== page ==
Category: Psychopathy

Psychopaths unmoved by words

Imagine I show you the word “love” and I ask you to classify it as positive or negative. You’ll classify it far quicker as positive, if just beforehand I had showed you another positive word such as “honesty” – a phenomenon that’s known as affective priming. Now James Blair and colleagues at the National Institute for Mental Health in America have shown that affective priming is greatly reduced in callous people who score high on psychopathy.

Blair’s team think psychopaths show reduced affective priming because positive and negative words don’t trigger activity in their brains’ fear and reward hub, the amygdala, in the same way as happens in healthy people. In healthy people, it’s this amygdala activity, triggered by the sight of one positive/negative word that is thought to speed the response to a subsequent positive/negative word.

The researchers made these observations by testing affective priming in thirty people resident in a high security institution in England, 15 of whom were psychopathic and 15 of whom weren’t, based on their scores on an established measure of psychopathy.

It’s not that psychopathic people have some kind of general language or priming problem because the researchers found psychopaths showed normal semantic priming. Similar to affective priming, semantic priming is when we’re quicker to categorise a word when it follows a preceding word that had a related meaning.

The researchers said their observations fit with the idea that “…individuals with psychopathy do represent the lexical meaning of emotions, but they do not experience their affective value; they ‘know the words but not the music’”.

Blair, K.S., Richell, R.A., Mitchell, D.G.V., Leonard, A., Morton, J. & Blair, R.J.R. (2006). They know the words, but not the music: Affective and semantic priming in individuals with psychopathy. Biological Psychology, 73, 114-123.

Post written by Christian Jarrett (@psych_writer) for the BPS Research Digest.

Link to complete PDF download of Hervey Cleckley’s classic text on psychopathy – ‘The Mask of Sanity’. Thanks to Vaughan at MindHacks for the heads up.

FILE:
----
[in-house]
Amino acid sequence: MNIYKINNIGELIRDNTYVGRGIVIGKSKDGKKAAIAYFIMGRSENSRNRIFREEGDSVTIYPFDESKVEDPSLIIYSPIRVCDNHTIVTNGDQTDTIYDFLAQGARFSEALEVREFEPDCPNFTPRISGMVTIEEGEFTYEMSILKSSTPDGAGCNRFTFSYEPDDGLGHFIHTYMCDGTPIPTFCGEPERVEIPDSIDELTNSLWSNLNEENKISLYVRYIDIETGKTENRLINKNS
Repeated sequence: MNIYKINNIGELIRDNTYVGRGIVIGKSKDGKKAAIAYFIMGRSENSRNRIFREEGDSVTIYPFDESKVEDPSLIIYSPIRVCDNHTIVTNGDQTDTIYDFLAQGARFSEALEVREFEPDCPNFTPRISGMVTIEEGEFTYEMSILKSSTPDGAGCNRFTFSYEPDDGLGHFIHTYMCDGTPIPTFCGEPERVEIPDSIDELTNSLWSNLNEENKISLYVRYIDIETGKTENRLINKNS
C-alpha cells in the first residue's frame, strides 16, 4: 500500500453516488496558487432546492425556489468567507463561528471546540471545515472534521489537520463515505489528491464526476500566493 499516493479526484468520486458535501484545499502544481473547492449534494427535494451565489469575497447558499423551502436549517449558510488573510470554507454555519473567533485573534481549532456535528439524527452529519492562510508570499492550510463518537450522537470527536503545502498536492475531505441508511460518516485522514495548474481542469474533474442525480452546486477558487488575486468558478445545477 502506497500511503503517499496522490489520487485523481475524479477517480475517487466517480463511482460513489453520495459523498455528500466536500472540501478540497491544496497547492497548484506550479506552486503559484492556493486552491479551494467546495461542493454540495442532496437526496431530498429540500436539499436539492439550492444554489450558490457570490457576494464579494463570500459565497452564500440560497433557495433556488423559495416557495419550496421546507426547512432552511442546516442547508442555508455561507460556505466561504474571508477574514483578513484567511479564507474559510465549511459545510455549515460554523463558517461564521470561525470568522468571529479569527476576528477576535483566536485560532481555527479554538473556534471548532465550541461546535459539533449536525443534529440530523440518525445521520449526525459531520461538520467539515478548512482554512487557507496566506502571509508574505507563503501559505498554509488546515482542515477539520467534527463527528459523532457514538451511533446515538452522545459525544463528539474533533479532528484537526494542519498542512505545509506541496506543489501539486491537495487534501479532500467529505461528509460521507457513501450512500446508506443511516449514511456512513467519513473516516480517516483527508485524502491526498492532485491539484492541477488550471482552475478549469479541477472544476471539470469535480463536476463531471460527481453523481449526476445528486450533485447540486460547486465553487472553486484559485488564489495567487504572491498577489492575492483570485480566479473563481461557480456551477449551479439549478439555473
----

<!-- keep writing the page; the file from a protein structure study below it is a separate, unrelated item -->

Dating a psychopath

Most of what we know about psychopathy comes from studies with people diagnosed as psychopathic who have been incarcerated, to protect others and/or themselves. Consequently, people who have the personality characteristics of a psychopath, but who have not (yet) been imprisoned for crimes or violent acts, have been little researched until now. To find out more about this group, Christine Kirkman at Bolton University interviewed twenty women (average age 48 years), recruited via newspaper advertisements, who rated their partners as psychopathic according to the Hare P-SCAN scale, a 90-item questionnaire used by police and social workers to screen for psychopathic traits. The recruitment adverts mentioned a soap opera story line, popular at the time, that involved a psychopathic character. “Were you duped like Deidre?”, the adverts asked.

Twenty-three recurring themes emerged from interviews with the women, each of which was mentioned by at least half the interviewees. Further themes also emerged from analysis of letters written by the women in response to the newspaper advert. The themes related to the way the women’s partners behaved and included: talking the women into victimisation; lying and use of false identities; economic abuse; emotional and physical torture; multiple infidelities; isolation and coercion; physical/sexual assault and/or rape; and the mistreatment of children. One woman recalled having petrol poured over her before being raped by her match-wielding husband. Kirkman was struck by the similarity and consistency between the interviewees’ accounts. Most of the women’s partners had been charged with crimes, usually of a fraudulent nature, consistent with Hervey Cleckley’s seminal description of psychopathy – “The Mask of Sanity”, originally published in 1941.

“Although the male partners were not assessed, it became evident while conducting this study that there are males living amongst us who have the characteristics associated with psychopathy”, Kirkman said. Of course, it can’t be ruled out that some of these women had vivid imaginations and/or paranoid dispositions.

Kirkman, C.A. (2005). From soap opera to science: Towards gaining access to the psychopaths who live amongst us. Psychology and Psychotherapy: Theory, Research and Practice, In Press. DOI: 10.1348/147608305X26666.

Post written by Christian Jarrett (@psych_writer) for the BPS Research Digest.